Why and When to Cite Sources

Instructors, tutors, and integrity boards make a big deal about plagiarism. In the academic world, careers are built on intellectual property and achievements. If you use other people's ideas without giving them credit, you effectively claim those ideas as your own and commit a kind of theft. Please note, however, that plagiarism is not just an offense against the original authors. It also violates the ethical norms that govern your relationships with your professors and fellow students.

Citing properly in college papers provides good practice for writing you may do later in your career. Citations also provide your readers with a chance to pursue additional research. They may want to check your claims or simply be interested in learning more about your topic. Thus, citations are a courtesy to your readers.

When to Cite

Here's the general rule for citing sources:

Provide a citation whenever you take words, information, or ideas from another source.

Obviously, this rule applies to direct quotations — the actual words of another author. But it also applies to paraphrases of other people's ideas — ideas that you have put into your own words. In addition, the rule applies to statistics and other data drawn from someone else's work.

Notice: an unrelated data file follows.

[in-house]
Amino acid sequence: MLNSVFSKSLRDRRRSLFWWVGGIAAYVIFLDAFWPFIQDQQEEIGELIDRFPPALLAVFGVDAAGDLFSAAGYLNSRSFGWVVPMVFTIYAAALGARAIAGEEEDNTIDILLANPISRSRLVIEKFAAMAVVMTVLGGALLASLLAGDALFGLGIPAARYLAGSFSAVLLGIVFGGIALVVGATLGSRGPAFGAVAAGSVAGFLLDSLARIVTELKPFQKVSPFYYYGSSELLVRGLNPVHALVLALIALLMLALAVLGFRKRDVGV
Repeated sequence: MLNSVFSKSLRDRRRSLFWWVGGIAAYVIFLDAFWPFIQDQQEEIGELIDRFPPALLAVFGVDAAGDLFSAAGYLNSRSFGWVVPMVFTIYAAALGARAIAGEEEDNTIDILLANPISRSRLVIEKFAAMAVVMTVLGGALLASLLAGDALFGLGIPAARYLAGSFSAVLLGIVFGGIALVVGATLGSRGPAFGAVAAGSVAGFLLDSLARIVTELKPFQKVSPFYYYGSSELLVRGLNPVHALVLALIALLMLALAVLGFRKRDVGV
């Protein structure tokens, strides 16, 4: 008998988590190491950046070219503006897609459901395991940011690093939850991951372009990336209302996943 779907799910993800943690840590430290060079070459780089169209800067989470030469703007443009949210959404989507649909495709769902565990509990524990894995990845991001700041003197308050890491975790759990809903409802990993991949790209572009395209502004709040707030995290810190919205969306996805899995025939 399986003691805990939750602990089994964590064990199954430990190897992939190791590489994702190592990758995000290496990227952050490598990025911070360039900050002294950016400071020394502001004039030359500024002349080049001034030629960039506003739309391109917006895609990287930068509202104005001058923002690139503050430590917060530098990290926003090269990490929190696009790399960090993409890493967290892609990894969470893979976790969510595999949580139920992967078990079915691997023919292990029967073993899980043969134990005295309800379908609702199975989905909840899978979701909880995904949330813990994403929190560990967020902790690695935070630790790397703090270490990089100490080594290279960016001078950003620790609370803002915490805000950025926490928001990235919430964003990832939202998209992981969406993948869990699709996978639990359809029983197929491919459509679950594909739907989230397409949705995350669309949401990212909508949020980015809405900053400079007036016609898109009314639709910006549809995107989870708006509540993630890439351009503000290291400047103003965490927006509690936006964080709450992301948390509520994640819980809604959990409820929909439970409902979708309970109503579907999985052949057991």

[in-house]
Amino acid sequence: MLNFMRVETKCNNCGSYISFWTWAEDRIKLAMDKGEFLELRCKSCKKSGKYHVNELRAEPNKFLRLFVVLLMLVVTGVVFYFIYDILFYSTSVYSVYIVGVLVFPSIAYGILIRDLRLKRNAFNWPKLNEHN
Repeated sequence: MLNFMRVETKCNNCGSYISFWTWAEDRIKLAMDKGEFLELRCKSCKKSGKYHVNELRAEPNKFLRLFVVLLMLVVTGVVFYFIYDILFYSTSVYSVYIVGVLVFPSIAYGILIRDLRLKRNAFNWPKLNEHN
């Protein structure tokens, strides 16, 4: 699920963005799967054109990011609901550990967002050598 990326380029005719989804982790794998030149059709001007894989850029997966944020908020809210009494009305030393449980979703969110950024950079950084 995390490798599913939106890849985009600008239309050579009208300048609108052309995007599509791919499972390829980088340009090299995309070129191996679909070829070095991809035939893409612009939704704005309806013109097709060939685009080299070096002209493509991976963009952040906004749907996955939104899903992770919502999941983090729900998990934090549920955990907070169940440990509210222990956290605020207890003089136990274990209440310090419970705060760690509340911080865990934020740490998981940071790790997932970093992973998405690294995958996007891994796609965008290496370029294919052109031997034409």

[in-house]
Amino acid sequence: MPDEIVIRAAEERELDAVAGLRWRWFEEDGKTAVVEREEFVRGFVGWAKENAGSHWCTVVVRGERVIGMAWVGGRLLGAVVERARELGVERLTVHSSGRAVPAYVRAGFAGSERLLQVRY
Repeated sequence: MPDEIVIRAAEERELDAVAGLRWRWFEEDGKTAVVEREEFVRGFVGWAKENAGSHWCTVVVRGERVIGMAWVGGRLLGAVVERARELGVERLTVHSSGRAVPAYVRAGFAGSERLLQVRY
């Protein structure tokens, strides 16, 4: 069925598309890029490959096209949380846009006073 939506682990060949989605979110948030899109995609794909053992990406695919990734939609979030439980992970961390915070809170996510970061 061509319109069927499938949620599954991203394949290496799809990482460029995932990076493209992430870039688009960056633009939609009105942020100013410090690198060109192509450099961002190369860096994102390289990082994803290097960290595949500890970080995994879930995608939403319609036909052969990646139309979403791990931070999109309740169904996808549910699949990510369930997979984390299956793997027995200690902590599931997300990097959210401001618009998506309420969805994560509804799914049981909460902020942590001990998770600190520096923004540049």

Interestingly, you must also cite your own previous papers if you include your ideas from them in a new work. If that old paper is good enough to cite, your audience may want to read it, too.

When Not to Cite

You can leave out citations for material that is clearly common knowledge.

What may be considered common knowledge will vary with your assignment and your intended audience. In general, only long-established ideas, especially those based on the work of a large number of people, count as common knowledge. Current news is also usually common enough knowledge to go uncited, unless you are getting into the specifics of a news event. If your classmates are your intended audience, material covered in class may be considered common knowledge for them.

Even in these cases, however, providing citations is still a courtesy. And if you decide to publish a seminar paper, citations of class material will make your work presentable to a larger audience.

Incorporating Sources

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